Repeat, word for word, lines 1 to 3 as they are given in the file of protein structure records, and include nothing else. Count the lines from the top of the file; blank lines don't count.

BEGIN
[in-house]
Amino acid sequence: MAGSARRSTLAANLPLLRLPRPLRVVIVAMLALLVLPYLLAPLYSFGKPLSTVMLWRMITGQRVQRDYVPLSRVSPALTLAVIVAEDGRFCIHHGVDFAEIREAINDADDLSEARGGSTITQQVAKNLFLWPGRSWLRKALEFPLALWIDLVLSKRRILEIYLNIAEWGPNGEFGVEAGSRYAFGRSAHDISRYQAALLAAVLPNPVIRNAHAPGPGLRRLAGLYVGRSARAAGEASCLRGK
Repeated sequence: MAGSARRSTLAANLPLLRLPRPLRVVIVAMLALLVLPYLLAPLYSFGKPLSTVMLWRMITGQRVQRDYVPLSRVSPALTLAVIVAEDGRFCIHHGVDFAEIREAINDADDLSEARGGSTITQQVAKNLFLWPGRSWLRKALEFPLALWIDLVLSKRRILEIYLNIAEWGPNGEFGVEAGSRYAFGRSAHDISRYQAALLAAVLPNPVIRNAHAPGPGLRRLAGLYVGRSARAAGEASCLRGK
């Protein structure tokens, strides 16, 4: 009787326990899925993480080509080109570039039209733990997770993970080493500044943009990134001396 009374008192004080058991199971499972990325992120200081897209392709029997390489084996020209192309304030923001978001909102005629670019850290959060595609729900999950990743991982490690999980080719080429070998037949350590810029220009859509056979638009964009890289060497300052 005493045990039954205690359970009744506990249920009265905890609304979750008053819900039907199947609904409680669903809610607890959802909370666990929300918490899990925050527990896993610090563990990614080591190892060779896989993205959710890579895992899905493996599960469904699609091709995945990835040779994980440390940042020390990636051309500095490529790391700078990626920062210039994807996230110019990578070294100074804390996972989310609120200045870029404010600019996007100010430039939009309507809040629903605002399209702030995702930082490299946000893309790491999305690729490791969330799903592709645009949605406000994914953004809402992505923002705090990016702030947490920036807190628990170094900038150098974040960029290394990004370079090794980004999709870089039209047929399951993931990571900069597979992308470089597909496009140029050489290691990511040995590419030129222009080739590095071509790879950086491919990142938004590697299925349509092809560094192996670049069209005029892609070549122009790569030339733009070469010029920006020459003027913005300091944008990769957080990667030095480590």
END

[in-house]
Amino acid sequence: MAGSARRSTLAANLPLLRLPRPLRVVIVAMLALLVLPYLLAPLYSFGKPLSTVMLWRMITGQRVQRDYVPLSRVSPALTLAVIVAEDGRFCIHHGVDFAEIREAINDADDLSEARGGSTITQQVAKNLFLWPGRSWLRKALEFPLALWIDLVLSKRRILEIYLNIAEWGPNGEFGVEAGSRYAFGRSAHDISRYQAALLAAVLPNPVIRNAHAPGPGLRRLAGLYVGRSARAAGEASCLRGK
Repeated sequence: MAGSARRSTLAANLPLLRLPRPLRVVIVAMLALLVLPYLLAPLYSFGKPLSTVMLWRMITGQRVQRDYVPLSRVSPALTLAVIVAEDGRFCIHHGVDFAEIREAINDADDLSEARGGSTITQQVAKNLFLWPGRSWLRKALEFPLALWIDLVLSKRRILEIYLNIAEWGPNGEFGVEAGSRYAFGRSAHDISRYQAALLAAVLPNPVIRNAHAPGPGLRRLAGLYVGRSARAAGEASCLRGK